ST. PETERSBURG, Fla. — A heartbreaking story of a 12-year-old boy saving his dog from an abusive father has gone viral on social media, highlighting the complicated role pets can play in domestic violence situations.
"My name is Andrés and I am 12 years old. My mom and I decided to leave my dog in your hands, hiding it from my dad because he is thinking about selling him. But he mistreats and kicks him. One day he kicked him so hard that he hurt his tail. I hope you can help and take care of him," the boy wrote in the letter. "I left him a stuffed animal so he won't forget me."
The heartbreaking story has spread across the internet and sparked conversations about how pets are rarely included in conversations about domestic violence.
“People don’t understand that this kind of abuse with animals is actually very common in domestic violence relationships, but people don’t necessarily connect those two,” said Lariana Forsythe, CEO of CASA St. Petersburg, one of the largest domestic violence shelters in Florida.
“Domestic violence isn’t about abuse necessarily, it’s about power and control,” she said. “The abuser will find something that a survivor or a victim loves and then they’ll manipulate the situation to get control over the victim and pets, we love our pets, right?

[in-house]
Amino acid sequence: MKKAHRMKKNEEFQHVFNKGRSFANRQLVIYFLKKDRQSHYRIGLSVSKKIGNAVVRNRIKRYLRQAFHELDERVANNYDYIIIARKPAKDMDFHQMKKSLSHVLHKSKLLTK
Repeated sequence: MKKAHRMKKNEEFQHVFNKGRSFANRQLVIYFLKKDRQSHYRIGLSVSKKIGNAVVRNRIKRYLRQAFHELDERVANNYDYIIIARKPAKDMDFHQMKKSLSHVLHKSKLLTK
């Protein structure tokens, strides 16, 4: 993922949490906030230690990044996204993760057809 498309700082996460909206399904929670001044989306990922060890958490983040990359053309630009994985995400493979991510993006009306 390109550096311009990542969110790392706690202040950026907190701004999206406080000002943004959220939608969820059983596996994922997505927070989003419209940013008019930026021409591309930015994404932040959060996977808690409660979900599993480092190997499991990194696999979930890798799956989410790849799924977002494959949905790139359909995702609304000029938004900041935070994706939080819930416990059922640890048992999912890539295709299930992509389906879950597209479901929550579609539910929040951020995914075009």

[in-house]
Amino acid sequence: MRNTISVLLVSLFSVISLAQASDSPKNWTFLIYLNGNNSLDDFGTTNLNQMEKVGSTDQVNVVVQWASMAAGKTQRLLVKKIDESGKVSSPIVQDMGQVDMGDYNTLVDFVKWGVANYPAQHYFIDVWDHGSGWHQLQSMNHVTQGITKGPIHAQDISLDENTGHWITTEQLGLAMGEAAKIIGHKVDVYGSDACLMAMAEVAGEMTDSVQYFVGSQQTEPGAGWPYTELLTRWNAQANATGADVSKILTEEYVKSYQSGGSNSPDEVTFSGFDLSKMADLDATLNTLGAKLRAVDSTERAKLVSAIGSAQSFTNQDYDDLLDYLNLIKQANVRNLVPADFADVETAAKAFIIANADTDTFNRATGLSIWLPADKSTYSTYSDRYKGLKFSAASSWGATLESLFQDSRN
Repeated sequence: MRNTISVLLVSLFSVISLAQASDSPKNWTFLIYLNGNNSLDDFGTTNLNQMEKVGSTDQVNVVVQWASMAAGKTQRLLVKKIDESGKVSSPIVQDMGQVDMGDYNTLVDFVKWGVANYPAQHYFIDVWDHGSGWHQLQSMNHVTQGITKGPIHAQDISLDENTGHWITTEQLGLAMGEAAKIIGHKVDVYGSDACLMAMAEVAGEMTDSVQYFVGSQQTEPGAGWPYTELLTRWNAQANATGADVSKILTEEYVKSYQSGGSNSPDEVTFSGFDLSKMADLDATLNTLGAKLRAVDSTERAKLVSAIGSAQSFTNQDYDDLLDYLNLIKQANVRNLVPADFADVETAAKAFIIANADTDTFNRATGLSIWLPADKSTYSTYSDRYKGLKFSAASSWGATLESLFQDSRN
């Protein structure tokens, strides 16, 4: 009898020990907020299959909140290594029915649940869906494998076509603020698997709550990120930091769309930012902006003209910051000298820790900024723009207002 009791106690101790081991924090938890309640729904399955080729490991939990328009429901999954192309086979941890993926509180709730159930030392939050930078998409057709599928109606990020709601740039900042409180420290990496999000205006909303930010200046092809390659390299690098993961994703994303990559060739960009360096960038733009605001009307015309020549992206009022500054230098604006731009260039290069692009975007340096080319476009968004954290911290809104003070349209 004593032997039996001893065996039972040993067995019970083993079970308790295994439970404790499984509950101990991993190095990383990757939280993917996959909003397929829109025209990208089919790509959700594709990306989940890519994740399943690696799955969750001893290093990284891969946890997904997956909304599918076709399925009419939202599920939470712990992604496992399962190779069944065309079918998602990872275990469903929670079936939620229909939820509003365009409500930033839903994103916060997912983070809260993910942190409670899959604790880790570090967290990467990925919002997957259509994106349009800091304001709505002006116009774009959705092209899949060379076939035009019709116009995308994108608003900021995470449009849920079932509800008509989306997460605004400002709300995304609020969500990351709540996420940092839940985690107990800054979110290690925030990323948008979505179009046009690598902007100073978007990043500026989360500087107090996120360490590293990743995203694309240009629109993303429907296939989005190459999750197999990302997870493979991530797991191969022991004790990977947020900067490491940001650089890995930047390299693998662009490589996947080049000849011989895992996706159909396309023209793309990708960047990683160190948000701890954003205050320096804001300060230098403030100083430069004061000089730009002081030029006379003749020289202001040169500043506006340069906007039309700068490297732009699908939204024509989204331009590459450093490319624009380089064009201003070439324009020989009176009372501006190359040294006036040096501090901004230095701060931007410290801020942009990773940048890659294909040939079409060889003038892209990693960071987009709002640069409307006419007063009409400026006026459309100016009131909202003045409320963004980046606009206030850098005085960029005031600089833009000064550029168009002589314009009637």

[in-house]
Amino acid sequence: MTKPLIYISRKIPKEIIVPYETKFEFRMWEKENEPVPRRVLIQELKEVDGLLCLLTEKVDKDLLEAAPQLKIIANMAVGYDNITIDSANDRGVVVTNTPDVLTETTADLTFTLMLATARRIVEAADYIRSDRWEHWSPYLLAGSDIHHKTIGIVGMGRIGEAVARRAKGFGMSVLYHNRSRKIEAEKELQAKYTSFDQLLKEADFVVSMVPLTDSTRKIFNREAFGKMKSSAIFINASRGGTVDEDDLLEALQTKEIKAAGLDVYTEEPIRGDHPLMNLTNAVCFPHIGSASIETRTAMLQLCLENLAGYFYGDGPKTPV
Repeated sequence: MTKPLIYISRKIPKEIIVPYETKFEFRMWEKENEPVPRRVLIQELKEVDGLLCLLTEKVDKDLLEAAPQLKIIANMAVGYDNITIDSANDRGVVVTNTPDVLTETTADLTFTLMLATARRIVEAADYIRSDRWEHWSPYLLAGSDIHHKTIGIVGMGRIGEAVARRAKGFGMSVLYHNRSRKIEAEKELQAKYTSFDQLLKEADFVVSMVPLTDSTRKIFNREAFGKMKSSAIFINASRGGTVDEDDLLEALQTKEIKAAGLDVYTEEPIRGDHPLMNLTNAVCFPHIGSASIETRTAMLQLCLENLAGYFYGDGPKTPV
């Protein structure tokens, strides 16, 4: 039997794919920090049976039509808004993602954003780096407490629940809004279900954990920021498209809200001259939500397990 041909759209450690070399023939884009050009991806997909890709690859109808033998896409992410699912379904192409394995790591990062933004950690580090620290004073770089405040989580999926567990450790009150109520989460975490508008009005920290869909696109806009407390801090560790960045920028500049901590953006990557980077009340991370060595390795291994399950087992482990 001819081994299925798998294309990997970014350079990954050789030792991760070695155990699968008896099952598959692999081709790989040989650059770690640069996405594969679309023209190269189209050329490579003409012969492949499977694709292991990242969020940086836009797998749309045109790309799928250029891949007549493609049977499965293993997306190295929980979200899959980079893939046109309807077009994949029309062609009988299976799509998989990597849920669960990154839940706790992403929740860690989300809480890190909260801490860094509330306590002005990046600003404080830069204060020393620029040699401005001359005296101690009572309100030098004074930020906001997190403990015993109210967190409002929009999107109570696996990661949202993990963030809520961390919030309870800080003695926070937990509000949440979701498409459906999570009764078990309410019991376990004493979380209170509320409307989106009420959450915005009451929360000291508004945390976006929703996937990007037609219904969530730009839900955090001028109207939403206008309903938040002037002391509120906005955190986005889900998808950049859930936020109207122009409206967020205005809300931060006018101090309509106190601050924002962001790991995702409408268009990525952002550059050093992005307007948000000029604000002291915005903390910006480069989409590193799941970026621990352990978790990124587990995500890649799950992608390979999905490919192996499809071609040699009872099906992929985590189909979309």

"So, if it can get you to control your partner through abuse of the pet, that’s what ends up happening."
CASA St. Pete is one of the few domestic violence shelters in the country that has kennels to board the pets of abuse survivors who stay at the shelter. According to Forsythe, only 3 percent of domestic violence shelters have pet kennels, which can make leaving an abusive situation more difficult for families with pets.
“If you have a beloved family member who’s your pet and the choice is to leave them with an abuser or get safety for yourself, most people make the choice to stay in that situation,” Forsythe said. “Leaving a domestic violence situation is the most dangerous time for a survivor. The longer they stay, the more dangerous it becomes.
"So, allowing that to be a barrier is a really dangerous situation for so many. Anything that we can do to remove as many barriers as possible so that somebody can get into a safe situation and move forward with their life.”
According to the Urban Resource Institute, 48 percent of domestic violence victims stay in abusive situations because they don’t want to leave their pet behind.
The Spring of Tampa Bay started accepting animals with domestic violence survivors in 2007. If there is no room for the animal at the shelter, The Spring partners with the Humane Society of Tampa Bay to arrange to board and care for pets until survivors find a safe place to live.
RESOURCES FOR VICTIMS OF DOMESTIC VIOLENCE:
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